Great tit

Parus major

SUBFAMILY

Parinae

TAXONOMY

Parus major Linnaeus, 1758. Up to 31 subspecies recognized.

OTHER COMMON NAMES

French: Mésange charbonnière; German: Kohlmeise; Spanish: Carbonero Común.

PHYSICAL CHARACTERISTICS

5.5 in (14 cm); 0.5-0.8 oz (14-22 g), males typically slightly larger than female; very variable species with plumage characterized by black crown, throat, and vertical breast stripe; white cheeks; green back; blue wings, rump, and tail; and yellow breast.

DISTRIBUTION

The great tit is possibly the most widespread of all the parids; up to 31 subspecies have been identified across Eurasia and into Southeast Asia and northern China.

HABITAT

Occurs in a very wide range of different woodland types, but generally favors lowland broad-leaved woodlands, especially those with good shrub growth. Dislikes pure conifer forests. Also found in open woodland habitats, including parks, gardens, cemeteries, and hedges.

BEHAVIOR

Resident throughout much of its range, but shows seasonal altitudinal migration in some mountain areas and local migration in others. Irruptive movements can occur in years with good breeding success and/or poor beech Fagus mast crop. Occasionally territorial throughout year, but may join hierarchically-organized, mixed-species flocks outside of breeding season. Song frequent, simple, and variable, with each male having several repertoires.

FEEDING ECOLOGY AND DIET

Forages on all parts of trees and shrubs, but shows preference for foraging among leaves. However, foraging behavior highly adaptable and shows remarkable learning ability, including the use of tools (pine needles used to extract insects from holes). Does not store food. Diet comprises an extremely wide variety of invertebrates, seeds, nuts, and fruits.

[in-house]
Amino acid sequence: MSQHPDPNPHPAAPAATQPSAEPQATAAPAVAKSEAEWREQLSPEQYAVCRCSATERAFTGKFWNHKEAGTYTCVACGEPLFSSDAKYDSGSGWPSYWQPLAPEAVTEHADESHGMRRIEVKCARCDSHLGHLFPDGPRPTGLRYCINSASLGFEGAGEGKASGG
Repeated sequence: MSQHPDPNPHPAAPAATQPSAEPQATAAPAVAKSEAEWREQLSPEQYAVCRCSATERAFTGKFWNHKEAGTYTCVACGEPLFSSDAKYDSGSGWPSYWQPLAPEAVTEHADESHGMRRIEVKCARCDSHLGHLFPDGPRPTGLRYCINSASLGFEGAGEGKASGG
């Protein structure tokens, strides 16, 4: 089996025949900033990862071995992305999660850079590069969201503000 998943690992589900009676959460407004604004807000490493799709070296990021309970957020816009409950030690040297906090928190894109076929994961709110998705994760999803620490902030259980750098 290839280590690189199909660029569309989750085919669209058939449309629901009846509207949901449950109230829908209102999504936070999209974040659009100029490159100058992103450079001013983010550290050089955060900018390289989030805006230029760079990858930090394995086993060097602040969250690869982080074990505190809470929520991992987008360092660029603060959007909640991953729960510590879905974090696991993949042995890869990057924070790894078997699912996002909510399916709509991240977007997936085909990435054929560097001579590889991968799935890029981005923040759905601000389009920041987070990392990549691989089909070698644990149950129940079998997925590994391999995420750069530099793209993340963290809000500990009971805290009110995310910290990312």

REPRODUCTIVE BIOLOGY

Nests in pre-existing tree-cavities, walls, burrows, and nest-boxes. Egg-laying starts in February in southern populations and as late as May in the north. Frequently lays two clutches per year, rarely three. Clutch size highly variable: three to 18 eggs laid. Incubation is by female alone and takes 12-15 days, fledging in 16-22 days.

CONSERVATION STATUS

A very common species, but some subspecies may have relatively small populations. In Europe alone, the estimated population is between 41 and 180 million pairs.

SIGNIFICANCE TO HUMANS

No commercial significance, but of contemporary cultural significance in some areas, especially Europe, where closely associated with humans. ♦

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